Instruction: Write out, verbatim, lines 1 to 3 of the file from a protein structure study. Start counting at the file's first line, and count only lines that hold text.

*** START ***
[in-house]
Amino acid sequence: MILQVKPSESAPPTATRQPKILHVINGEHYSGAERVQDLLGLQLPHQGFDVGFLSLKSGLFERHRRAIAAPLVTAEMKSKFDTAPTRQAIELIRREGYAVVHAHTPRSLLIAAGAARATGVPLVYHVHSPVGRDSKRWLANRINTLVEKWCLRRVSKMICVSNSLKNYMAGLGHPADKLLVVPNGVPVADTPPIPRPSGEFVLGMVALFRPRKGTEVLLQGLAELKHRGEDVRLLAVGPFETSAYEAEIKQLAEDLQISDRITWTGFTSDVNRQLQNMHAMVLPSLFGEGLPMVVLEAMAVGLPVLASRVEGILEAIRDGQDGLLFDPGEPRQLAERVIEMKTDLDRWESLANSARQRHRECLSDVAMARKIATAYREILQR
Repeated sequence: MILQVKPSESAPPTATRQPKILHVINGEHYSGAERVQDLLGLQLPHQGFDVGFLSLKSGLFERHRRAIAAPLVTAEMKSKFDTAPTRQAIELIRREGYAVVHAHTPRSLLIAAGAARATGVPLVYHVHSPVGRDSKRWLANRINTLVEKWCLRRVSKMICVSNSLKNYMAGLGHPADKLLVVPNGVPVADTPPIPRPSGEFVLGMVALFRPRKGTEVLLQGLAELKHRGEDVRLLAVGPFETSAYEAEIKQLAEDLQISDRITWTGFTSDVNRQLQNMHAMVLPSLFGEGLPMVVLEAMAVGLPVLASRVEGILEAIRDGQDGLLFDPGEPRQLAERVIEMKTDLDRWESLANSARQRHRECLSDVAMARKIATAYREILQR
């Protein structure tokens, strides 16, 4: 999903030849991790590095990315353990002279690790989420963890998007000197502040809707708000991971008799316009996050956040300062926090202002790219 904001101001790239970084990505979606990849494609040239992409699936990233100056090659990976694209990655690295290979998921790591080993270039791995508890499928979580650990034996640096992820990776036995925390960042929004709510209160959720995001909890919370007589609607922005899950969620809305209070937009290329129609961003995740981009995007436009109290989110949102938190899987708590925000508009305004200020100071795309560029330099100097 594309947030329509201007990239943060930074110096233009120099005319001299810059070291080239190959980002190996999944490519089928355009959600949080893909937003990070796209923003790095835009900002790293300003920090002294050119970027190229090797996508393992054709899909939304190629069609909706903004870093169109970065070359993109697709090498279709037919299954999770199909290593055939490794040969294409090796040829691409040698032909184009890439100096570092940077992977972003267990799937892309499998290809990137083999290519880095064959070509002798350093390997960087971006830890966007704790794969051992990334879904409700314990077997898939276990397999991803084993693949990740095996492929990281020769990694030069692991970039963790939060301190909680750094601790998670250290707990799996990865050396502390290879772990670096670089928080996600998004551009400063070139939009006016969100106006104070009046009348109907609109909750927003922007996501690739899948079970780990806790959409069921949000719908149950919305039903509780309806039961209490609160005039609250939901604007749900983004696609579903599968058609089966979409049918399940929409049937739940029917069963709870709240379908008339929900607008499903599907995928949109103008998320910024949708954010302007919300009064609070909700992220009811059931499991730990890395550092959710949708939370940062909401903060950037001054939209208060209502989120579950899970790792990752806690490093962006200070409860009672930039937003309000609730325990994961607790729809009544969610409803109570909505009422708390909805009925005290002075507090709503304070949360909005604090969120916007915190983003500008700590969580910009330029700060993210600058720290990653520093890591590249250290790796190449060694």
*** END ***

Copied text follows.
[in-house]
Amino acid sequence: MILQVKPSESAPPTATRQPKILHVINGEHYSGAERVQDLLGLQLPHQGFDVGFLSLKSGLFERHRRAIAAPLVTAEMKSKFDTAPTRQAIELIRREGYAVVHAHTPRSLLIAAGAARATGVPLVYHVHSPVGRDSKRWLANRINTLVEKWCLRRVSKMICVSNSLKNYMAGLGHPADKLLVVPNGVPVADTPPIPRPSGEFVLGMVALFRPRKGTEVLLQGLAELKHRGEDVRLLAVGPFETSAYEAEIKQLAEDLQISDRITWTGFTSDVNRQLQNMHAMVLPSLFGEGLPMVVLEAMAVGLPVLASRVEGILEAIRDGQDGLLFDPGEPRQLAERVIEMKTDLDRWESLANSARQRHRECLSDVAMARKIATAYREILQR
Repeated sequence: MILQVKPSESAPPTATRQPKILHVINGEHYSGAERVQDLLGLQLPHQGFDVGFLSLKSGLFERHRRAIAAPLVTAEMKSKFDTAPTRQAIELIRREGYAVVHAHTPRSLLIAAGAARATGVPLVYHVHSPVGRDSKRWLANRINTLVEKWCLRRVSKMICVSNSLKNYMAGLGHPADKLLVVPNGVPVADTPPIPRPSGEFVLGMVALFRPRKGTEVLLQGLAELKHRGEDVRLLAVGPFETSAYEAEIKQLAEDLQISDRITWTGFTSDVNRQLQNMHAMVLPSLFGEGLPMVVLEAMAVGLPVLASRVEGILEAIRDGQDGLLFDPGEPRQLAERVIEMKTDLDRWESLANSARQRHRECLSDVAMARKIATAYREILQR